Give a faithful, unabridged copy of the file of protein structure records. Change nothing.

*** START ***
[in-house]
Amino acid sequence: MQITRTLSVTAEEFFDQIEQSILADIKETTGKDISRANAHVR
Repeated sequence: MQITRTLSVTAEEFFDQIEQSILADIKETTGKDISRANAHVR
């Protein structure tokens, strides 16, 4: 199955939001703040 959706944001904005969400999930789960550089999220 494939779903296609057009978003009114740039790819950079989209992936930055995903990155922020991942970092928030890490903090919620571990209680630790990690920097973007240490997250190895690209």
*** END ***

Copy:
[in-house]
Amino acid sequence: MQITRTLSVTAEEFFDQIEQSILADIKETTGKDISRANAHVR
Repeated sequence: MQITRTLSVTAEEFFDQIEQSILADIKETTGKDISRANAHVR
């Protein structure tokens, strides 16, 4: 199955939001703040 959706944001904005969400999930789960550089999220 494939779903296609057009978003009114740039790819950079989209992936930055995903990155922020991942970092928030890490903090919620571990209680630790990690920097973007240490997250190895690209």